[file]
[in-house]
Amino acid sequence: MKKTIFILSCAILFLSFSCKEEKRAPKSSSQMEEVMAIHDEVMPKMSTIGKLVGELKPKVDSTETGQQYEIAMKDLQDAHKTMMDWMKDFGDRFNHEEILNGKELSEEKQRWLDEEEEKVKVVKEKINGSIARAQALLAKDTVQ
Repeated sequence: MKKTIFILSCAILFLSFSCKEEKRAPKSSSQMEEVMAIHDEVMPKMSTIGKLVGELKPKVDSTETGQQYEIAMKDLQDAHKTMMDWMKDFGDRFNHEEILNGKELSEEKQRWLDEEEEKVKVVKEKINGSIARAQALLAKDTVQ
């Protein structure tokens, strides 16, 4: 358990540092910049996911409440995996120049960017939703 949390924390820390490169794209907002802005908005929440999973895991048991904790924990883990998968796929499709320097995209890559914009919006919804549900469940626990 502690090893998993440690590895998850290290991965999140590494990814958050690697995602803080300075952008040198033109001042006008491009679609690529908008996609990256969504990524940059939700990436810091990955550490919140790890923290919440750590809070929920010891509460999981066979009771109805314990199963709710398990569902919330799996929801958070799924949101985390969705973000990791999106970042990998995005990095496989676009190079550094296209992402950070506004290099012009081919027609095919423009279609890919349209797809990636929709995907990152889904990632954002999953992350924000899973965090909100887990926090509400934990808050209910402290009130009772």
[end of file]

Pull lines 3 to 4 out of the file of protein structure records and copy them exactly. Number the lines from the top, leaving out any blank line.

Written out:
Repeated sequence: MKKTIFILSCAILFLSFSCKEEKRAPKSSSQMEEVMAIHDEVMPKMSTIGKLVGELKPKVDSTETGQQYEIAMKDLQDAHKTMMDWMKDFGDRFNHEEILNGKELSEEKQRWLDEEEEKVKVVKEKINGSIARAQALLAKDTVQ
């Protein structure tokens, strides 16, 4: 358990540092910049996911409440995996120049960017939703 949390924390820390490169794209907002802005908005929440999973895991048991904790924990883990998968796929499709320097995209890559914009919006919804549900469940626990 502690090893998993440690590895998850290290991965999140590494990814958050690697995602803080300075952008040198033109001042006008491009679609690529908008996609990256969504990524940059939700990436810091990955550490919140790890923290919440750590809070929920010891509460999981066979009771109805314990199963709710398990569902919330799996929801958070799924949101985390969705973000990791999106970042990998995005990095496989676009190079550094296209992402950070506004290099012009081919027609095919423009279609890919349209797809990636929709995907990152889904990632954002999953992350924000899973965090909100887990926090509400934990808050209910402290009130009772």